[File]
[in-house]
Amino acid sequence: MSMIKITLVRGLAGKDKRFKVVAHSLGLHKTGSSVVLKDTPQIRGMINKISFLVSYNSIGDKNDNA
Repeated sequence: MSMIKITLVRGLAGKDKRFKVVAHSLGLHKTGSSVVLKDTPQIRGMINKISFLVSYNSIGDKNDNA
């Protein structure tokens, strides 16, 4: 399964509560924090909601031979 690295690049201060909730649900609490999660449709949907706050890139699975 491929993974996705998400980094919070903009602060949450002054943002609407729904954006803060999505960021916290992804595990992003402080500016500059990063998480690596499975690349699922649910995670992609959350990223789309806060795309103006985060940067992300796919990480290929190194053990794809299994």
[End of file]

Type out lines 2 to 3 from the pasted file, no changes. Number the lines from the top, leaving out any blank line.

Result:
Amino acid sequence: MSMIKITLVRGLAGKDKRFKVVAHSLGLHKTGSSVVLKDTPQIRGMINKISFLVSYNSIGDKNDNA
Repeated sequence: MSMIKITLVRGLAGKDKRFKVVAHSLGLHKTGSSVVLKDTPQIRGMINKISFLVSYNSIGDKNDNA